By Casey Gagnon @CaseySportsAZ on March 10, 2014
While MLB Spring Training is often a time for veteran players to rediscover their skills and ease into a new baseball season, young players who have yet to prove themselves must work non-stop from day one. Ever since the Arizona Diamondbacks commenced their Cactus League exhibition schedule at the end of February, here are five young players who have stood out early, making their case for inclusion on the big league lineup card.
Jake Lamb, who mostly plays at third base, is batting .364 through six Spring Training game appearances, which includes a solo home run. Even though a hand injury sidelined him for a good part of last season in the class-A California League, Lamb still showcased his slugging abilities, finishing in double figures in both homers and extra base hits. The Diamondbacks drafted Lamb in the sixth round of 2012 out of the University of Washington.
The Diamondbacks added pitcher Bo Schultz to their 40-man roster at the 2013 season's conclusion after he completed just over 100 innings of work split between double-A and triple-A. Schultz posted a 5-6 record and a 3.35 ERA. He also finished with 1.21 WHIP and a 2:1 strikeout to walk ratio. So far at 2014 Spring Training, Schultz has made two appearances, one as a starter and one in relief, surrendering only one run on three hits.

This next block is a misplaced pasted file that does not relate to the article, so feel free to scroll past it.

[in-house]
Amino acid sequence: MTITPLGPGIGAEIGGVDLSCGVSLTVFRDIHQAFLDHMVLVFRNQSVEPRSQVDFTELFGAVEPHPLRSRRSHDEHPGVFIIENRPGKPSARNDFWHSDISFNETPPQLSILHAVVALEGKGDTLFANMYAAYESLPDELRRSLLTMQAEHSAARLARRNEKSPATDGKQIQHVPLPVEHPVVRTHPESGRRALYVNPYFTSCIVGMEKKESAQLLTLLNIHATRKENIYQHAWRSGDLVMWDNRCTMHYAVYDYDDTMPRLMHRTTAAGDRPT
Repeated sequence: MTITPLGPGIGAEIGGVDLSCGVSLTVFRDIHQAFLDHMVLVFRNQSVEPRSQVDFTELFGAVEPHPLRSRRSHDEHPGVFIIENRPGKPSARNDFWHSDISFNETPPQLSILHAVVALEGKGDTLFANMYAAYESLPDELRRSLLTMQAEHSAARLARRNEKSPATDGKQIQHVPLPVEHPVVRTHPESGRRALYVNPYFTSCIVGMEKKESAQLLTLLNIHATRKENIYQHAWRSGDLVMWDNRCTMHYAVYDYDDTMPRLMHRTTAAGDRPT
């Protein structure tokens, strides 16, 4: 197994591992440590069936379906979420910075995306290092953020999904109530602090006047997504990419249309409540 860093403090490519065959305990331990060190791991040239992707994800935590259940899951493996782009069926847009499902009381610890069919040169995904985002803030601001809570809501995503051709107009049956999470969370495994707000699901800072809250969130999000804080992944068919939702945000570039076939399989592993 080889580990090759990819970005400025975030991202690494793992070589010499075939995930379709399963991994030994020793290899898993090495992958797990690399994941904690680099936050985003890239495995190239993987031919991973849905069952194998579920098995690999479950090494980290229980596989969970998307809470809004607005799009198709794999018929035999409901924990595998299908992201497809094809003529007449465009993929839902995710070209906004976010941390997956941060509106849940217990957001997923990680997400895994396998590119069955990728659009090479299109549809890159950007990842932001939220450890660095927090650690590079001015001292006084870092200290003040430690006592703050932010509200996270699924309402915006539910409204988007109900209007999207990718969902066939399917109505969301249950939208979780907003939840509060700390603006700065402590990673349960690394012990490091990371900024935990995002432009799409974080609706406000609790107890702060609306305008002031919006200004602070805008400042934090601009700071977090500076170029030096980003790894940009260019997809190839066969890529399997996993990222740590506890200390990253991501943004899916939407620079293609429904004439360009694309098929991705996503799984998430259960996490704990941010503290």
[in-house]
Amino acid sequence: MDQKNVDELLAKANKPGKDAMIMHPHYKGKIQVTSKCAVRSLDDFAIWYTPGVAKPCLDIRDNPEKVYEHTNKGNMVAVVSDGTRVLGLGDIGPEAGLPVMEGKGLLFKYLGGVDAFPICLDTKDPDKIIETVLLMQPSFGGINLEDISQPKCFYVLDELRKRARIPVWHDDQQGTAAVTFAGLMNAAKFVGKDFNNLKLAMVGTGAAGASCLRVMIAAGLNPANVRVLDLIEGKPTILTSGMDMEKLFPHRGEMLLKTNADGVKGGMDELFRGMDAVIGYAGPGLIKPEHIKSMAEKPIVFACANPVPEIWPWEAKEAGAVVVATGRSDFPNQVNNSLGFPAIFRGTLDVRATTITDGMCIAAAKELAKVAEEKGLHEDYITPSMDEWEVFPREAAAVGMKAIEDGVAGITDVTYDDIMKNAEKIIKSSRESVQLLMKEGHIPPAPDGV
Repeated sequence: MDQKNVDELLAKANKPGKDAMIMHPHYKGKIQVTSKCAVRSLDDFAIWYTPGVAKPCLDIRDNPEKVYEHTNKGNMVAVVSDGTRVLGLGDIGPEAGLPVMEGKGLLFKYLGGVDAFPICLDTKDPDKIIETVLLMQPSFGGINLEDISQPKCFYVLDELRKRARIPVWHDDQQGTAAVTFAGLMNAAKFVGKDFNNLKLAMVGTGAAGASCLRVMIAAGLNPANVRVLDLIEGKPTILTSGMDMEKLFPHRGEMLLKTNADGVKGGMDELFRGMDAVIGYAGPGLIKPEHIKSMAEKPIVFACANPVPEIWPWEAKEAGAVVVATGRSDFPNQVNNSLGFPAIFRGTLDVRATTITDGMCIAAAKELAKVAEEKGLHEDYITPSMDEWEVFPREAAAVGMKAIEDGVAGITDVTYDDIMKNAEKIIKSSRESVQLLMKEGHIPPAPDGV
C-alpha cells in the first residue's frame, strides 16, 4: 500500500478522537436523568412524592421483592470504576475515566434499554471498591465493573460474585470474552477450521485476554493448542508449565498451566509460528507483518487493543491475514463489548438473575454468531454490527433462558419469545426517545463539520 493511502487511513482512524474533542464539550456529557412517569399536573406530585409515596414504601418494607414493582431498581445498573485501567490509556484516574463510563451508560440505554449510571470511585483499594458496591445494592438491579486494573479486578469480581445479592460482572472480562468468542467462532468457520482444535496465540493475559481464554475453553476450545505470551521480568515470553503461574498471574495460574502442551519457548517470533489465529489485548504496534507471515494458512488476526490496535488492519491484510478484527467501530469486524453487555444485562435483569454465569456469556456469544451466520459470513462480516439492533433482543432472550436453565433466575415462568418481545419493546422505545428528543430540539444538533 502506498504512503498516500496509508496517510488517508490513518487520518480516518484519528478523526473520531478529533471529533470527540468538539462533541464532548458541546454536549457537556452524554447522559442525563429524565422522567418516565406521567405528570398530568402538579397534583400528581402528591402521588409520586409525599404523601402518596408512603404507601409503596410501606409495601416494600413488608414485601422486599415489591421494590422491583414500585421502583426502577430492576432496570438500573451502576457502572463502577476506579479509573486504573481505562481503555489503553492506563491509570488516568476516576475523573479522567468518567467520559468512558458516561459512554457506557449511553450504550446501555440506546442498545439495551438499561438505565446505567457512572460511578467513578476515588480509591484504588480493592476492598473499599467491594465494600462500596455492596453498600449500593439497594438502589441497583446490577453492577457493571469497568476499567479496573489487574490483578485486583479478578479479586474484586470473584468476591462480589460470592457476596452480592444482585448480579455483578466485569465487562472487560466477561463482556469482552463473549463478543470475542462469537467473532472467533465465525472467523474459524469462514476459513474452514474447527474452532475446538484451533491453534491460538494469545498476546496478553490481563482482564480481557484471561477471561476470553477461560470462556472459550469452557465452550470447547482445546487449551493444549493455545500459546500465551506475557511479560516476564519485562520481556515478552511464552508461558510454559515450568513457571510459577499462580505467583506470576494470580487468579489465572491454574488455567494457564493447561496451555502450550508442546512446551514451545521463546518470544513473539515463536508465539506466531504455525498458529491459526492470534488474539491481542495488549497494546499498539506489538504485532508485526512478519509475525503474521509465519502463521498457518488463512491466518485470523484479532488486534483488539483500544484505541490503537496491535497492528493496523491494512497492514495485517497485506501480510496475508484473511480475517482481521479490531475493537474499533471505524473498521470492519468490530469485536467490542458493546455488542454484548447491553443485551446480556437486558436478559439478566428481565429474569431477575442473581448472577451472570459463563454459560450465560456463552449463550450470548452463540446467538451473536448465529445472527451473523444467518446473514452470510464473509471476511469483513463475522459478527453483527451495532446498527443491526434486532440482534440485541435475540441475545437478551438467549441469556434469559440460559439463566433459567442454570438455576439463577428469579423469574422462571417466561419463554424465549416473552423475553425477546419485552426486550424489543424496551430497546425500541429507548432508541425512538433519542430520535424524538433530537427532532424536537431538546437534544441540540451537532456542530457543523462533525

A 24-year old outfielder from the Dominican Republic, Alfredo Marte has seen action in eight Spring Training games thus far. He's batting a respectable .455, has scored three runs, driven in three additional runs and brought his OPS up to 1.409, aided by both a home run and a triple. Marte was an amateur free agent signing in 2005 and appeared in 22 regular season games for the Diamondbacks last season, spending most of his time in triple-A.
Speedy outfielder Ender Inciarte, a Venezuelan native, originally signed with the Diamondbacks in 2008. The Philadelphia Phillies snagged Inciarte in the 2012 Rule 5 draft at the Winter Meetings, but the Diamondbacks claimed him right back after the season started. He spent all of 2013 in double-A, where he batted .281 and stole 43 bases. He's seen a great deal of action at 2014 Spring Training, appearing in 11 games and batting .353 thus far.
Considered the league's top pitching prospect, Archie Bradley could feasibly earn a spot in the Diamondbacks' starting rotation by Opening Day. Aside occasional control problems, the 21-year old is a strikeout machine with a fastball in the high 90s along with a wicked curveball that spells bad news for an opposing batter's knees. In two short Spring Training starts thus far, Bradley has fanned nine batters and has yet to allow a run.
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